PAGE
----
Learning more about how the Earth came to be inside the Local Bubble could be another definitive step in better understanding our galaxy . “Essentially, we have a front row seat to the formation of stars that is happening on the surface around us,” says Catherine Zucker, leader of the work.
In their study, the scientists sought to create a map of the main landmarks in the galactic neighborhood of the solar system using data from the most recent publication of Gaia , the project that is still ongoing with the goal of mapping the positions and movements of the stars in our galaxy as accurately as possible; all objects within 200 parsecs, about 650 light-years, from the Sun. They analyzed the 3D positions, shapes, and motions of dense gases and young stars about 650 light-years from the Sun. They mapped three dimensions of space, three dimensions of motion, and one dimension of time.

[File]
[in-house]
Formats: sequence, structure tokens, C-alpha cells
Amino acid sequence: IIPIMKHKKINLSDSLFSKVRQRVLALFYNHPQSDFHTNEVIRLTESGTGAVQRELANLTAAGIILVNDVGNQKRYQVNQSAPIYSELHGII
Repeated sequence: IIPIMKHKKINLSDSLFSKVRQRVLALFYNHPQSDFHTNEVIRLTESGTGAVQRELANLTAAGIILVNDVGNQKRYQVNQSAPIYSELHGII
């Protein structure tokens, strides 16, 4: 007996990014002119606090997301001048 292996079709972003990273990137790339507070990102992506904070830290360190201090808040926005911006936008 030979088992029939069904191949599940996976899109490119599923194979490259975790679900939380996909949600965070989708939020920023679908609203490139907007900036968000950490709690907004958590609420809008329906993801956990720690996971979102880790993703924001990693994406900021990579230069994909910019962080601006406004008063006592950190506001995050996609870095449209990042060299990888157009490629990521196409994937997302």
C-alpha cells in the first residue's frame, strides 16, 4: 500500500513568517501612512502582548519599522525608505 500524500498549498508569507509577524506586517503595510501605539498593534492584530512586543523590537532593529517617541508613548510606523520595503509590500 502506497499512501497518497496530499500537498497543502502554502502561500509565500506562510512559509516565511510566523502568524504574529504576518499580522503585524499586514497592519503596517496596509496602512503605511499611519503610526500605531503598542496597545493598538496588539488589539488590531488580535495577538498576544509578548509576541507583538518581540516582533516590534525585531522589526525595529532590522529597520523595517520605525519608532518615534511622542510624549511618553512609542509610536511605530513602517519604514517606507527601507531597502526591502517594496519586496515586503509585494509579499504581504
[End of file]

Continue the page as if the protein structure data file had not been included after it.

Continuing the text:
The analysis of the movements of young stars helped scientists to reconstruct the chain of events behind the creation and growth of the Local Bubble. They found that these stars traveled mostly in straight lines from the surface of the bubble , which suggested that they were moving because the bubble was expanding over time.
They discovered that the history of the Local Bubble began about 14.4 million years ago, first with a period of stellar birth, followed by short-lived supernovae of massive stars. “We have calculated that around 15 supernovae have fired over millions of years to form the local bubble that we see today,” explains Zucker.
It currently has a radius of about 538 light years and continues to expand outward, albeit slowly, at 6.7 kilometers per second.